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Genetic aspects of cystic fibrosis

Cystic fibrosis (or cystic fibrosis of the pancreas) is an autosomic recessive hereditary genetic disease : only those subjects who have inherited two mutations – one from the father, the other from the mother – are affected.

The gene responsible for the disease, called the CFTR (Cystic Fibrosis Transmembrane Conductance Regulator) gene was identified in 1989 ; it is located on the long arm of chromosome 7 (7q31) and codes for the CFTR protein intervening in the regulation of chloride ions in the cell membrane. More than 2000 mutations have been identified to date, among which the most frequent (found in approximately 80% of cystic fibrosis patients in France) is the F508del mutation.

Screening for cystic fibrosis

Symptoms and sweat test

Before setting up systematic neonatal screening, the diagnosis was most often made after a more or less lengthy period of diagnostic meandering, with clinical signs (meconium ileus, fatty diarrhea, recurrent congestion and/or infections of the respiratory tract) and confirmed by a positive sweat test revealing a high rate of chloride ions in the sweat. This was completed by the molecular analysis of the CFTR gene and the search for the mutations involved.

Systematic neonatal screening

Since 2002, systematic neonatal screening has been extended to all of metropolitan France as well as the overseas territories. The Health Ministry has given the responsibility of screening to the French Association for Screening and Prevention of Childhood Disabilities (Association Française pour le Dépistage et la Prévention des Handicaps de l’Enfant, AFDPHE). The screening algorithm calls for a blood test for immunoreactive trypsin (IRT) and the search for the most frequent CFTR mutations (30 then 29 since 01/01/2015). IRT is a protein whose presence is more abundant in cases of pancreatic abnormalities during fetal life and the first months of life. Testing for IRT identifies up to 95% of newborns with cystic fibrosis; however, the insufficient specificity of the IRT test (which also selects children who do not have cystic fibrosis) explains the need for combining this test with molecular analysis.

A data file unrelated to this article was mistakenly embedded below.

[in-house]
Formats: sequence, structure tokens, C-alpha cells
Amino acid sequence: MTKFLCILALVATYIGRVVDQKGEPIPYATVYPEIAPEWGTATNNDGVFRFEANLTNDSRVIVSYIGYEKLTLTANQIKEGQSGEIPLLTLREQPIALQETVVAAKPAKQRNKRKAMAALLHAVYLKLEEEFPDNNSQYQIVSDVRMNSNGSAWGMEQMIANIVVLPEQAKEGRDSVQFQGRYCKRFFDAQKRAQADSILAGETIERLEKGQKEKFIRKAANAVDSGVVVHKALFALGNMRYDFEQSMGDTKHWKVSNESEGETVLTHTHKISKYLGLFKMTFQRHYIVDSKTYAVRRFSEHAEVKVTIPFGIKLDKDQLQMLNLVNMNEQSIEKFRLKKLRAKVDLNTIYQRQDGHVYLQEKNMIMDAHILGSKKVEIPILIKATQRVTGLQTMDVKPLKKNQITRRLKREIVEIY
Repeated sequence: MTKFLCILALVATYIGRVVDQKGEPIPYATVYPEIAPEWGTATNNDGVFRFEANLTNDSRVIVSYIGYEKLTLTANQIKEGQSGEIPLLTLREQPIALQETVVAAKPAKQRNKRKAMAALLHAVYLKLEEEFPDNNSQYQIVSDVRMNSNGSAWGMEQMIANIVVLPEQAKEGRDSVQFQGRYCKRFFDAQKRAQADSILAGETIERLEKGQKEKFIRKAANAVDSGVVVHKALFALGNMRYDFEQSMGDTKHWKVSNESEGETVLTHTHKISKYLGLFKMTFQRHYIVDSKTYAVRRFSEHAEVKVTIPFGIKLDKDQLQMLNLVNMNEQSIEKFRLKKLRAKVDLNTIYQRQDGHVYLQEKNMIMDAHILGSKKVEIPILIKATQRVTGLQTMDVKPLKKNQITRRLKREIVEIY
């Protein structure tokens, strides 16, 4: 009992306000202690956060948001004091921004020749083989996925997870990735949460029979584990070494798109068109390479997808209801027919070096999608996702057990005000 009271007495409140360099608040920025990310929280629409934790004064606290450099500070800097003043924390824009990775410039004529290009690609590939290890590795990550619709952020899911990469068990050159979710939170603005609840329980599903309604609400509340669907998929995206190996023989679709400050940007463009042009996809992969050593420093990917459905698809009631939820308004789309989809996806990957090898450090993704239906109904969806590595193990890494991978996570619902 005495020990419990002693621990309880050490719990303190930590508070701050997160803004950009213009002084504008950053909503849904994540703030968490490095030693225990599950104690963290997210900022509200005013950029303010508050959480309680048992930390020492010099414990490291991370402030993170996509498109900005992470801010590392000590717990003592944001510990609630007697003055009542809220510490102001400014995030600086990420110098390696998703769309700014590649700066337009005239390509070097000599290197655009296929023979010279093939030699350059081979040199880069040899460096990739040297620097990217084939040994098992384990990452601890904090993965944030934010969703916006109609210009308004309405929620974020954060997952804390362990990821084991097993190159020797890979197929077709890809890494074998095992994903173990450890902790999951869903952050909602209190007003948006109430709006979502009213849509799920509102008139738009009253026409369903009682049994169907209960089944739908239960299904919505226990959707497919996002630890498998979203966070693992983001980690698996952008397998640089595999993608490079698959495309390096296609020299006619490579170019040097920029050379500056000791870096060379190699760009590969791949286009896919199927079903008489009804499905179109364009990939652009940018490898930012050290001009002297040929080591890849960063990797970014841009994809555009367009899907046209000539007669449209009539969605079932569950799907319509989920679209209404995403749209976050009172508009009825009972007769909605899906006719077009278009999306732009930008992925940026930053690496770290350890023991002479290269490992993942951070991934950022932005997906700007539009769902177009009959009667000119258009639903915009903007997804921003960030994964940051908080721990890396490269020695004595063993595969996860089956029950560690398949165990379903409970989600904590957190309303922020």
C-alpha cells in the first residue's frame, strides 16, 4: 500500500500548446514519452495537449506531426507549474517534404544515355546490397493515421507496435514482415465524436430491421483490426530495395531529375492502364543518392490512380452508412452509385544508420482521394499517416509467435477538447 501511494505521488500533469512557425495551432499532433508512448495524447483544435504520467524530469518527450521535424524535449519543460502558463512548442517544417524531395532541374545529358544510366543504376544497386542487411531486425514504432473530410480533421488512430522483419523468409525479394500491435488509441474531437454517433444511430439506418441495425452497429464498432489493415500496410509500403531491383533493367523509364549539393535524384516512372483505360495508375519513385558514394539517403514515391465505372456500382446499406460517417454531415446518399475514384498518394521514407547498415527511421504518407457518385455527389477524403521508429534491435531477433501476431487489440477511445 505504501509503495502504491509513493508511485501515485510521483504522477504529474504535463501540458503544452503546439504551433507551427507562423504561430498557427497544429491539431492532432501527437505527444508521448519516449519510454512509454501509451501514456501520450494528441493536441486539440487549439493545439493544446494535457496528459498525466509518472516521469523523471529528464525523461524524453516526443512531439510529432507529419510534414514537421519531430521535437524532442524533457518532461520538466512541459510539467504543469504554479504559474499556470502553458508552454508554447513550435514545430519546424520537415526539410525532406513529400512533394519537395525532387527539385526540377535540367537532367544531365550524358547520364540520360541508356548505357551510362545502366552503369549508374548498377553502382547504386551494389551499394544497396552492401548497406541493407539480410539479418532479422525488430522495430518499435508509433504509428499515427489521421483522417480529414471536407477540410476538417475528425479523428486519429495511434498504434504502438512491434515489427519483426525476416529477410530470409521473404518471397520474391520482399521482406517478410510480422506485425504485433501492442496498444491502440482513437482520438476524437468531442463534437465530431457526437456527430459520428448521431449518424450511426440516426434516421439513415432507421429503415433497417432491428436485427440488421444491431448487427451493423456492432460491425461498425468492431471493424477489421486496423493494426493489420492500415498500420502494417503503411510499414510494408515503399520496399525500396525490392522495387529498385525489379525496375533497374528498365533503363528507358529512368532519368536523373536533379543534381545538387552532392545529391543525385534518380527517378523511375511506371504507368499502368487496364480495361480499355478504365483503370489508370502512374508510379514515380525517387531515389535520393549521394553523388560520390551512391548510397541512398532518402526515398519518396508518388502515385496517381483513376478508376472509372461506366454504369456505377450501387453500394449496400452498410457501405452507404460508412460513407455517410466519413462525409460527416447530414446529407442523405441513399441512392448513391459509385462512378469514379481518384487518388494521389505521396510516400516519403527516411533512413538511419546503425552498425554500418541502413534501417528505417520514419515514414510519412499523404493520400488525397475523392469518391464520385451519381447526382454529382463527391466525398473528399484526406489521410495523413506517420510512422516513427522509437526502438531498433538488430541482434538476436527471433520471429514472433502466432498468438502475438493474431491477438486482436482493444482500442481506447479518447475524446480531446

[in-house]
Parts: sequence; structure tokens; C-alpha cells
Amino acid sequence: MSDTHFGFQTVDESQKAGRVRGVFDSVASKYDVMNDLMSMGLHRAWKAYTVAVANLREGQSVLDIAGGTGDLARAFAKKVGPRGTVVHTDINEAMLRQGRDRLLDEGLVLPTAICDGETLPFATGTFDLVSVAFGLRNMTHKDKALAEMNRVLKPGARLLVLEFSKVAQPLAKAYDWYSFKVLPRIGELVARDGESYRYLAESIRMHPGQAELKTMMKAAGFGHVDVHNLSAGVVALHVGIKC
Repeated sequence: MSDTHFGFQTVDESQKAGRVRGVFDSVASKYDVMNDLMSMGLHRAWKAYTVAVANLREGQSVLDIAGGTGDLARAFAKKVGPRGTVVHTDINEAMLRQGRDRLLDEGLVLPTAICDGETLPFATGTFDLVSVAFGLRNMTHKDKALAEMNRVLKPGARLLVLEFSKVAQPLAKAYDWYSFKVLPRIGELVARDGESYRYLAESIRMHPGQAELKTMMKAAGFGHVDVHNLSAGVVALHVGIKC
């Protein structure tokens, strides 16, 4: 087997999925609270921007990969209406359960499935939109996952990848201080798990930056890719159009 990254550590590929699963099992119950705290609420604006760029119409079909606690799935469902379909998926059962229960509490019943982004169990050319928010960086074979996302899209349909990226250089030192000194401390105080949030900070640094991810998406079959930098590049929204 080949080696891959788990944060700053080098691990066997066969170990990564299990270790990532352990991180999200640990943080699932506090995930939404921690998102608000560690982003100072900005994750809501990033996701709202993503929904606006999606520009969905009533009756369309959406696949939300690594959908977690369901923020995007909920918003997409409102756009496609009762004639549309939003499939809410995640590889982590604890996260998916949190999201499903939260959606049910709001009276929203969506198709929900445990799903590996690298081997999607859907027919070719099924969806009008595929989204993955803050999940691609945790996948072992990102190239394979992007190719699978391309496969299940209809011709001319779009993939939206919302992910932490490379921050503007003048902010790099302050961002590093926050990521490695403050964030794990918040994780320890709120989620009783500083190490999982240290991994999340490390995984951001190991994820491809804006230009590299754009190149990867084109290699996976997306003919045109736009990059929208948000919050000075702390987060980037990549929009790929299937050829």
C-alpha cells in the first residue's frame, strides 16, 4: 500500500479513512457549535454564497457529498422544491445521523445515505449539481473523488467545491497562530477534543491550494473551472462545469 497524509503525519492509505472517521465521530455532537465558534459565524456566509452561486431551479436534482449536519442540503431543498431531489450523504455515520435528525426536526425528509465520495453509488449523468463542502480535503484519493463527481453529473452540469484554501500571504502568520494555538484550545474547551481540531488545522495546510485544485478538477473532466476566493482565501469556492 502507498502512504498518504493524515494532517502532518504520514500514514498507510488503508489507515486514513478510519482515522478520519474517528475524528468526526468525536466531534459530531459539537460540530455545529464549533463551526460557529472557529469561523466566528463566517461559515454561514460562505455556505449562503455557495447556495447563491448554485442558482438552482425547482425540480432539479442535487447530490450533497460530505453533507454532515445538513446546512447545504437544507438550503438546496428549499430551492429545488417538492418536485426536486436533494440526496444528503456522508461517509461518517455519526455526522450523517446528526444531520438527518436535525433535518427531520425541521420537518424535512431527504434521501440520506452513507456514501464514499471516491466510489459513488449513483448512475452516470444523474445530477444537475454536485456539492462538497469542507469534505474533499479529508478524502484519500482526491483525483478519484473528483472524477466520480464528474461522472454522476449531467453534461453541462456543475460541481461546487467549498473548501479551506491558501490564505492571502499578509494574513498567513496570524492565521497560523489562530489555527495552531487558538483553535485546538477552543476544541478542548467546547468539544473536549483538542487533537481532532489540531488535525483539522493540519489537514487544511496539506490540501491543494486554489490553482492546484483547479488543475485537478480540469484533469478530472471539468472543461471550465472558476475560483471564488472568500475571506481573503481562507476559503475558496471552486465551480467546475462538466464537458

After a search for the main CFTR mutations, three specific cases can arise :

  • two mutations are identified. The newborn and his or her parents are called into a cystic fibrosis resource and skills center (CRCM) for confirmation of the diagnosis based on the clinical assessment and a positive sweat test, and also to set up treatment and follow-up.
  • a single mutation is identified (the risk of a second mutation not being identified is approximately 10%). The sweat test should be done in a specialized center. If the test is positive, the child is managed in the same way as the above-mentioned group. If the test turns out to be negative, information on the newborn’s heterozygosis will be given to the parents during a genetic counseling consultation.
  • no mutation is found and the ITR is very high, the ITR will be rechecked toward 21 days of life with a dried blood spot test on filter paper. Persistence of high ITR at D21 will lead to a consultation in a specialized center for complementary assessment (sweat test). A sweat test whose result is suspect (intermediary) should be repeated.

If the genetic study is not done (absence of parental consent on the back of a Guthrie filter paper) and if the IRT is above the threshold value, the IRT will be rechecked toward 21 days of life with a dried blood spot on filter paper blotter if high IRT persists, which will lead to a consultation in a specialized center for complementary assessment (sweat test).

Disease manifestations and cystic fibrosis treatments

Cystic fibrosis manifests in a variety of ways

The CFTR protein dysfunction is mainly expressed in the respiratory tract, the digestive tube, liver, sweat glands, and the genital tract. From one patient to another, great diversity of clinical expression is observed, in terms of age at onset of the first symptoms as for the severity of disease progression. The severity of the respiratory involvement conditions the vital prognosis in the majority of cases.

Treat the symptoms... and one day the causes of cystic fibrosis

The symptomatic treatments – highly burdensome – are essentially based on respiratory treatment (physical therapy, inhaled treatments, antibiotic therapy, oxygen therapy), and digestive and nutritional treatment (pancreatic extracts and diet). Lung transplantation is the last resort treatment in a serious respiratory failure situation. Over the past several years, “new therapies” targeting the dysfunctions related to certain CFTR mutations (modulator or corrector treatments) aim for the disease’s causal mechanism. Patient education is an integral part of the multidisciplinary management.

Source: French CF Patient Registry

In practice

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Filière MUCO-CFTR - Hôpital Femme – Mère – Enfant - 59 Boulevard Pinel

69677 Bron Cedex - FRANCE - Tél : 04 27 85 62 57